“We can have a full life even when we haven’t got everything we want.”
─ Dietrich Bonhoeffer, pastor and theologian
I didn’t even understand the dimensions of grief when I met her. I was 38 years old, teaching a workshop about grief for Stephen Ministries.
She approached me during a break time.
“I’m asking myself, What is the new normal for me?” she told me. Then, she went on to tell me about losing her husband, how lost she felt, and how she was working hard to figure out what life would now be like.
I listened as she talked, smiled and nodded at the appropriate times, maintained eye contact with her. But at the time, I didn’t really understand what she was saying.
Fast forward about 10 years. Two months since my husband Gene passed away.
I’m sitting in my favorite chair in my living room after rearranging the furniture to where I like it. My favorite music by Enya is playing on the stereo. I’m cooking my favorite vegetarian chili in a little while.
I’m there. Where she was. I’m defining the new normal for my life. It looks a little like the old single life, somewhat like married life, and a whole lot like what life is now. That’s okay. That’s good.
An entry from my journal: “I sought the things that had not changed. Night after night, I stroked the small ridge of fur on my Dachshund’s chest with my index finger. Day after day, the sun came up. Beyond that, everything kept changing. Placing the pieces of your life on the table like letters on a Scrabble board and trying to make words out of them. But they form a language you don’t know – and don’t want to know.”
As painful and difficult as it is, that’s every widow’s assignment. From here to your dying day. There may be a lot of other characters who enter and leave your story. But you keep defining normal for your life.
Some may say there is no normal, especially when you’re a widow. But every day that I am able to get up, function like a human being and child of God, and go to bed tired and happy is normal.
Maybe you’re like me. You lived so long in the abnormal of illness, stress, tragedy, disappointment, heartache that you’ve forgotten to look for normal.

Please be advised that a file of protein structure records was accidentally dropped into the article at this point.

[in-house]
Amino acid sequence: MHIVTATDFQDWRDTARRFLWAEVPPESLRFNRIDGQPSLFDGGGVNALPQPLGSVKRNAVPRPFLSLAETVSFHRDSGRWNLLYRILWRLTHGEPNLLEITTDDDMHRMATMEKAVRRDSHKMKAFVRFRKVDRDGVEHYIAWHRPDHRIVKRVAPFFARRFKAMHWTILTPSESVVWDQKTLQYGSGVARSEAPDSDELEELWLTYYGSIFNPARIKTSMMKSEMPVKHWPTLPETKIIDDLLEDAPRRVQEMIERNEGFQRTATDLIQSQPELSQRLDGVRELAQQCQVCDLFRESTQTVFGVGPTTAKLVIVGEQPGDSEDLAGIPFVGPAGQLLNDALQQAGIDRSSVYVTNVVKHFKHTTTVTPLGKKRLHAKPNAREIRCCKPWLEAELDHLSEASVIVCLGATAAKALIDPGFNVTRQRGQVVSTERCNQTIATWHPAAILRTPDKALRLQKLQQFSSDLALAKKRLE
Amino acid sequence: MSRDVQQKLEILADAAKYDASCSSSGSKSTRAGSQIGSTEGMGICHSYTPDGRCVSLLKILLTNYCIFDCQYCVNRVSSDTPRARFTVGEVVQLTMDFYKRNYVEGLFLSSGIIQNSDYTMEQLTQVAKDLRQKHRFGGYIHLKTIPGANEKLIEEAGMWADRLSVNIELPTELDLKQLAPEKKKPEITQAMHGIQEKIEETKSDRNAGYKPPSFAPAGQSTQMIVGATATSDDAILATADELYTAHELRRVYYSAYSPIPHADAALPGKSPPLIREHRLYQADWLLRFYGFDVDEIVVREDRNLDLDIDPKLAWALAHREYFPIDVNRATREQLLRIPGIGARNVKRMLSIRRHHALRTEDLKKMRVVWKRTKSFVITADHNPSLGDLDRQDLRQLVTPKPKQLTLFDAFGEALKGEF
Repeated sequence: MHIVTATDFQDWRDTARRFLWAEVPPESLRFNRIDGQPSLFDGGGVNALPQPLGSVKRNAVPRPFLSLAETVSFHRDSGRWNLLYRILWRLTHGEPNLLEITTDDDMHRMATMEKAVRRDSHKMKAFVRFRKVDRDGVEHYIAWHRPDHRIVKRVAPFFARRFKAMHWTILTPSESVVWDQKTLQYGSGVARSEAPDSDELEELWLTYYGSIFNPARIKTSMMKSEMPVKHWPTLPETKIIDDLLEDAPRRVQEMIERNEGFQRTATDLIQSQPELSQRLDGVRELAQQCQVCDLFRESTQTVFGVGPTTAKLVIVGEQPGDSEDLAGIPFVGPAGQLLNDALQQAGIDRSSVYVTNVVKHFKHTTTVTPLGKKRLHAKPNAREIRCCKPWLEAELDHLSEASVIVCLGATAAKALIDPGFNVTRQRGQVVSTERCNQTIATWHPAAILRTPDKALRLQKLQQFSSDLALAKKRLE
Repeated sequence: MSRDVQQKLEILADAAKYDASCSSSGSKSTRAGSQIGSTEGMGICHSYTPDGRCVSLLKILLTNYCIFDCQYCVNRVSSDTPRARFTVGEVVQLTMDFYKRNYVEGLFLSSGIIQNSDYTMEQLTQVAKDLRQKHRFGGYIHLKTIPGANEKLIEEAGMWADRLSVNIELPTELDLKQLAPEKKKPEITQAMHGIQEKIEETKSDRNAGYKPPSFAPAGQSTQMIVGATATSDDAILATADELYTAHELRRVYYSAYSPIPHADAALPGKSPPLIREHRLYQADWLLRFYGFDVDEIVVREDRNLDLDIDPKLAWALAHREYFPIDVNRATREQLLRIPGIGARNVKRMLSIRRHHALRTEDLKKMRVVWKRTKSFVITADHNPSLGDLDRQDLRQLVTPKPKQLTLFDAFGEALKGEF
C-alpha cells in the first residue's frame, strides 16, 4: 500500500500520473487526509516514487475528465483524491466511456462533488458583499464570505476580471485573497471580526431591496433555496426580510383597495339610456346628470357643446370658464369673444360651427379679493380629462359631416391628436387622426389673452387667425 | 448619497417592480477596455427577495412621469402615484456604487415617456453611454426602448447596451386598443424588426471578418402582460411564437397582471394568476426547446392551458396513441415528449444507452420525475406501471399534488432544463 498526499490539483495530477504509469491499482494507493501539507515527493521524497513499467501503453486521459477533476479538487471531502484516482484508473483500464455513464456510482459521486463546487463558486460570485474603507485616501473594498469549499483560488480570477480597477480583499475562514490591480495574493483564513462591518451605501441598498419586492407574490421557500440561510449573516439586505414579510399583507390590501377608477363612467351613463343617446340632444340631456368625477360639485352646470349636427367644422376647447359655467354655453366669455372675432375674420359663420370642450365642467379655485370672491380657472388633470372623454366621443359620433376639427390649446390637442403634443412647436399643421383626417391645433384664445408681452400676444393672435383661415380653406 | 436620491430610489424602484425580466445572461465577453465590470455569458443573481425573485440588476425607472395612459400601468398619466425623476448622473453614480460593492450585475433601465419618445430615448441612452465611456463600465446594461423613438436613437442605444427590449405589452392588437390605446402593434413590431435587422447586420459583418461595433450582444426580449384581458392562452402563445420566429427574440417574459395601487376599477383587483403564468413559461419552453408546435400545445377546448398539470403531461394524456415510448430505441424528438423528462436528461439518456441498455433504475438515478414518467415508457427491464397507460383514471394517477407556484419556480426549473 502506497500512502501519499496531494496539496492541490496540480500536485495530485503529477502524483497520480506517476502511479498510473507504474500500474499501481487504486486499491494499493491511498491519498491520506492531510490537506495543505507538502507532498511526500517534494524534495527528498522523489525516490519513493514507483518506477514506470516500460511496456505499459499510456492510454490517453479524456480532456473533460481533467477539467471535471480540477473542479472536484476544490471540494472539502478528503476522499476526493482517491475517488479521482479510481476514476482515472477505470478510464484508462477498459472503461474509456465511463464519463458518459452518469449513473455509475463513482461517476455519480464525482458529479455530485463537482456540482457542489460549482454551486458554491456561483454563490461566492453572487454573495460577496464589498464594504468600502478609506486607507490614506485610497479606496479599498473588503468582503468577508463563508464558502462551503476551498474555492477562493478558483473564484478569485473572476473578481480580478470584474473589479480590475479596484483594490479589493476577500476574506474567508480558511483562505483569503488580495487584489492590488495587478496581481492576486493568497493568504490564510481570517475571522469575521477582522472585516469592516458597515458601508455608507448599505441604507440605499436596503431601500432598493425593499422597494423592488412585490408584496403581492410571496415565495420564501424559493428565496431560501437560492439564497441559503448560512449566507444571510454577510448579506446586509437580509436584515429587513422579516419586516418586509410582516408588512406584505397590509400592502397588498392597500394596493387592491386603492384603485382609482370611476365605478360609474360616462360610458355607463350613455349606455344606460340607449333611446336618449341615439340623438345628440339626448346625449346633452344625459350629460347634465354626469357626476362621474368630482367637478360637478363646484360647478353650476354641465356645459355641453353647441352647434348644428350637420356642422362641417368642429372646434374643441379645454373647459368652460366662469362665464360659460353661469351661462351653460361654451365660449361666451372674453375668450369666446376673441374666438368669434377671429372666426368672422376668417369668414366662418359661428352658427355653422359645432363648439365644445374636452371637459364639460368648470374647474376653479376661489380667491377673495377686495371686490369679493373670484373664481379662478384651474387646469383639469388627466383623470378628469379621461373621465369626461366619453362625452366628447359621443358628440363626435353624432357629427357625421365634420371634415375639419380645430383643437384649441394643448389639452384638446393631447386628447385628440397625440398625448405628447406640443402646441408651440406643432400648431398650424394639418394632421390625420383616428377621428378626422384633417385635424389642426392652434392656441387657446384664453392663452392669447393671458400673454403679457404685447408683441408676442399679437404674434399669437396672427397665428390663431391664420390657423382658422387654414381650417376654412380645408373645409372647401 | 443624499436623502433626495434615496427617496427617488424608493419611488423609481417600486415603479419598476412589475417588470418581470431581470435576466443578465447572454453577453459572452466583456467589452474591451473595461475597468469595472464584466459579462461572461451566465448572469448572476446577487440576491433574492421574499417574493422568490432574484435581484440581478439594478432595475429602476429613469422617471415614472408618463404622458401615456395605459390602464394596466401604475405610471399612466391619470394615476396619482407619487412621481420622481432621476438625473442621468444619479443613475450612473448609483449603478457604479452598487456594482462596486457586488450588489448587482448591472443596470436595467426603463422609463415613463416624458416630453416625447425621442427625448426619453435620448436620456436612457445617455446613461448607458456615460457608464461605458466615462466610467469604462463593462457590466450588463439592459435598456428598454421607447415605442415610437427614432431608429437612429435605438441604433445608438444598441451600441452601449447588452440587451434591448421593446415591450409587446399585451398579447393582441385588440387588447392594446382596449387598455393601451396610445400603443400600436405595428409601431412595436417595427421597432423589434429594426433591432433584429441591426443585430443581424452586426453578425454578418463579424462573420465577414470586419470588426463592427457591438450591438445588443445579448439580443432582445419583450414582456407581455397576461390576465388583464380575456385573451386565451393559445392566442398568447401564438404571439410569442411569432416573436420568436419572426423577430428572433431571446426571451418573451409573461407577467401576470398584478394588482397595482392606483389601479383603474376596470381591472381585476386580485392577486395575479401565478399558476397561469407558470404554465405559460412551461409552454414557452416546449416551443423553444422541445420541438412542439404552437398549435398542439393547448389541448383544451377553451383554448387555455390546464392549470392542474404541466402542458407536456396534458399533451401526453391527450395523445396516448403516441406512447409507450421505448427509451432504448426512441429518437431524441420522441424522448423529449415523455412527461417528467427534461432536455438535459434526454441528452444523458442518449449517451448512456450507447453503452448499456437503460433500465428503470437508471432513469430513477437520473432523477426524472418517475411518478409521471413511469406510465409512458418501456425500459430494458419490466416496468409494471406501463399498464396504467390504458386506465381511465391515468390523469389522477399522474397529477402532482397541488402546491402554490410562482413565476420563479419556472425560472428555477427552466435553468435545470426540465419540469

It’s time to look for normal again.
As one of my friends wrote to me about six months after her husband passed away: “I have reached the point where I realize that life goes on, and I have to make a new one. After sharing 71 years with my husband, it is difficult to think of change. I am trying to fill the void.”
Normal includes remembering the good things from the past and planning for the future. Enjoying today and looking forward to tomorrow. Appreciating what I have and letting go of what I no longer need. Saying thank you to God for each blessing and asking for God’s help in each challenge. Seeking peace and dealing with challenges.
That’s the new normal for me. How about you?
Jesus said: “Your heavenly Father already knows all your needs. Seek the Kingdom of God above all else, and live righteously, and he will give you everything you need. So don’t worry about tomorrow. Tomorrow will bring its own worries. Today’s trouble is enough for today.” (Matthew 6:32-34).
Laura Warfel is a widow, writer, and follower of Jesus Christ. Her greatest joy is to bring others along with her on her faith journey. In 2015, because of the encouragement of the Launch Out Conference and Jon Acuff, she launched More Than A Widow on Facebook and Twitter. Today she blogs, tweets, and posts to help widows (and those who know them) find encouragement, hope, and resources for the journey. Her goal is to help all widows live beyond the label and live as more than a widow.
Copyright © 2016 by Laura Warfel